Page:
In art, a __________ is usually defined as a moving dot and is both the simplest and most complex of the visual elements.
From the Italian for "light-dark," what term is sometimes used in place of the word modeling?
A triangular glass solid that breaks down sunlight or white light into different colors is called a ___________.
In art, __________ refers to the distribution of the actual or apparent weight of the compositional elements.
The classical Greek sculptor Polykleitos was the first known artist to apply the principle of __________ in order to achieve overall naturalistic balance in the human body's stance.
__________ refers to a distinctive handling of elements and media associated with the work of an individual artist, a school or movement, or a specific culture or period.
__________ refers to the portrayal of people and things as they actually are, with no idealization or distortion.
__________ is the study of the themes and symbols in the visual arts: the figures and images that lend works their underlying meanings.
__________ is both a very realistic portrait of rural life in America and an icon of American art due to its many commercial reproductions on cereal boxes, greeting cards, posters, and the like.
Grant Wood's American Gothic
Broadly defined, __________ is the art of running an implement that leaves a mark over a surface.
Michelangelo's Studies for the Libyan Sybil is a good example of a drawing that was meant to be used __________.
as a preparatory study for another project
In its original meaning, a __________ was a full-scale preliminary drawing executed on paper for projects such as frescoes, stained glass, oil paintings, or tapestries.
The unforgiving medium of __________ was widely used for drawing from the late Middle Ages to the early 1500s, when it was largely replaced by the lead pencil.
Fifteenth-century artist Gentile da Fabriano applied thinly hammered sheets of gold to his Adoration of the Magi tempera panel using a technique known as __________.
In both tempera and oil painting, the surface of the wood or canvas is covered with a ground of powdered chalk or plaster and animal glue known as _______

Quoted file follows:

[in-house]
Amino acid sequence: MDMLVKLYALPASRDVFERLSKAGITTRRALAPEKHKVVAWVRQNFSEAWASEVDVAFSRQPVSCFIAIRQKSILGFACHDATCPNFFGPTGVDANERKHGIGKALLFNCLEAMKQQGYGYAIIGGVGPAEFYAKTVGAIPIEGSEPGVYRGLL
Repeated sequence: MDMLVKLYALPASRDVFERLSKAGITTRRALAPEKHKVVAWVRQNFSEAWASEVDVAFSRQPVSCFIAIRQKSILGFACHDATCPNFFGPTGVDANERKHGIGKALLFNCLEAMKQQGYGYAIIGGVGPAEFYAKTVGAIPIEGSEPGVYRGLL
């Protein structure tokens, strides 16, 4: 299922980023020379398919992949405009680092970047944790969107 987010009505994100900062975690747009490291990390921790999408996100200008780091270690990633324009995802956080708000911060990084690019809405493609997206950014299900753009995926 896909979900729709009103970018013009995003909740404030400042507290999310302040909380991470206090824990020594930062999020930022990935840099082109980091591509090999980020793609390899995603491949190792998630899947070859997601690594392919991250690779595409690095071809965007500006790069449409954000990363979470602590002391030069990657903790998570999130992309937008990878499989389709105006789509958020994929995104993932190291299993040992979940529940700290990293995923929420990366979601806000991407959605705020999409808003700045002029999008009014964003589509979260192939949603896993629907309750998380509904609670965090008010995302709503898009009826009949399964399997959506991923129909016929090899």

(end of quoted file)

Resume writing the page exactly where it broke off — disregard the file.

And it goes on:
The fluidity and portability of watercolor has often lent itself to__________.
rapid sketches and preparatory studies
Lithography, invented in the beginning of the 19th century by a German playwright, is a planographic, or __________, printing process in which a __________ is used.
surface; stone slab
By the 1850s, photographic portrait studios became quite popular and began to serve the needs of __________.
the growing middle class
Made from the seat and handlebars of an old bicycle, __________ is probably the best known assemblage of all time.
Picasso's Bull Head
According to Marcel Duchamp, the function of a readymade was to __________.
prompt the viewer to think and think again
The prehistoric Stonehenge is one of the earliest examples of __________ construction, in which two stones were set vertically and a third stone laid across them, creating an opening beneath.
post and lintel
Originally a derisive term, __________ uses mass produced, light, easily handled cuts of wood and metal nails for the assembly of millions of homes and small buildings on site.
The 17,000 almost identical small homes built in post-World War II Levittown, New York, are a reflection of the __________.
need for mass suburban housing for growing metroplitan areas
The Incan fortress of Machu Picchu is considered to be __________ construction, as it was built without any mortar.
Glass that has been spun into fine filaments and is used for insulation is known as __________.
The __________ developed the process of glass blowing and thus made __________ commonplace.
Romans; glass containers
The __________ process utilizes a series of dye baths and wax applications to create a design on fabric.